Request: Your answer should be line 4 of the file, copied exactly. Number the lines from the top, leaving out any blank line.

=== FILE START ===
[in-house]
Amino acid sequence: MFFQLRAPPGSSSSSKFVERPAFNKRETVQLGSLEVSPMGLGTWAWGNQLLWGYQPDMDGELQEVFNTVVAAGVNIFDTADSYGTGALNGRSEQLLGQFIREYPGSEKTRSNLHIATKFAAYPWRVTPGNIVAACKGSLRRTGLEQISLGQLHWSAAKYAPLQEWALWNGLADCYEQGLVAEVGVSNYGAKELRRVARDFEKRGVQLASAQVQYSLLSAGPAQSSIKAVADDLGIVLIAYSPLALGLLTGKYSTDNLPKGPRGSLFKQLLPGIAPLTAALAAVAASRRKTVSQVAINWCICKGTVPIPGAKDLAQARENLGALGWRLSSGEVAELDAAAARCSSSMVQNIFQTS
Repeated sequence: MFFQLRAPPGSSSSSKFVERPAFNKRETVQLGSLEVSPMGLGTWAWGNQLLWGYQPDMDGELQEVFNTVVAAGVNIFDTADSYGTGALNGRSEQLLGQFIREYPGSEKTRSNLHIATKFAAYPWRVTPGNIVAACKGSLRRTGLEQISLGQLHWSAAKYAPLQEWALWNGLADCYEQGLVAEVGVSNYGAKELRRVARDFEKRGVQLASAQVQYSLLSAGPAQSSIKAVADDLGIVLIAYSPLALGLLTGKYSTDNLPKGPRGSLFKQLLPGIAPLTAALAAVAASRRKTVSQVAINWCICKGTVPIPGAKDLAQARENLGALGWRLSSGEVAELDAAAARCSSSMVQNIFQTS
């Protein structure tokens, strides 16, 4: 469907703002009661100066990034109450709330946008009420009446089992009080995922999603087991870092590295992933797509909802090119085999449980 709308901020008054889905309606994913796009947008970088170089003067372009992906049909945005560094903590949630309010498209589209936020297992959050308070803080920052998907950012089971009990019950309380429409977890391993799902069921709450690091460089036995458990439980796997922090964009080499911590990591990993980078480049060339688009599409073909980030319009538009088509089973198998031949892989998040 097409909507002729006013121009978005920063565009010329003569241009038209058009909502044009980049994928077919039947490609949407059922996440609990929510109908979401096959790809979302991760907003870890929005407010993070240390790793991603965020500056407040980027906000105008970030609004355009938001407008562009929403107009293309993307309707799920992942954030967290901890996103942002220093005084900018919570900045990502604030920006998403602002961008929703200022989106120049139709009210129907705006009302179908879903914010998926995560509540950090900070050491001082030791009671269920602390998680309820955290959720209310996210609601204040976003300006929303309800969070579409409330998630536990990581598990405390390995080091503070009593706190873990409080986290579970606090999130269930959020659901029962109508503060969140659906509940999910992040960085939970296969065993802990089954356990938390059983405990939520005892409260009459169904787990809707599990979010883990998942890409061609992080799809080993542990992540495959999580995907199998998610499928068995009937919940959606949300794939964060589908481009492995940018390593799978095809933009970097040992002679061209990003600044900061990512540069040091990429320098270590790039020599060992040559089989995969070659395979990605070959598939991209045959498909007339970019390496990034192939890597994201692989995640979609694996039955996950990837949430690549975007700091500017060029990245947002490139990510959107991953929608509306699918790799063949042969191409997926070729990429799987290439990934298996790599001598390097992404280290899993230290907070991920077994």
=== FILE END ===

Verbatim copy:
């Protein structure tokens, strides 16, 4: 469907703002009661100066990034109450709330946008009420009446089992009080995922999603087991870092590295992933797509909802090119085999449980 709308901020008054889905309606994913796009947008970088170089003067372009992906049909945005560094903590949630309010498209589209936020297992959050308070803080920052998907950012089971009990019950309380429409977890391993799902069921709450690091460089036995458990439980796997922090964009080499911590990591990993980078480049060339688009599409073909980030319009538009088509089973198998031949892989998040 097409909507002729006013121009978005920063565009010329003569241009038209058009909502044009980049994928077919039947490609949407059922996440609990929510109908979401096959790809979302991760907003870890929005407010993070240390790793991603965020500056407040980027906000105008970030609004355009938001407008562009929403107009293309993307309707799920992942954030967290901890996103942002220093005084900018919570900045990502604030920006998403602002961008929703200022989106120049139709009210129907705006009302179908879903914010998926995560509540950090900070050491001082030791009671269920602390998680309820955290959720209310996210609601204040976003300006929303309800969070579409409330998630536990990581598990405390390995080091503070009593706190873990409080986290579970606090999130269930959020659901029962109508503060969140659906509940999910992040960085939970296969065993802990089954356990938390059983405990939520005892409260009459169904787990809707599990979010883990998942890409061609992080799809080993542990992540495959999580995907199998998610499928068995009937919940959606949300794939964060589908481009492995940018390593799978095809933009970097040992002679061209990003600044900061990512540069040091990429320098270590790039020599060992040559089989995969070659395979990605070959598939991209045959498909007339970019390496990034192939890597994201692989995640979609694996039955996950990837949430690549975007700091500017060029990245947002490139990510959107991953929608509306699918790799063949042969191409997926070729990429799987290439990934298996790599001598390097992404280290899993230290907070991920077994």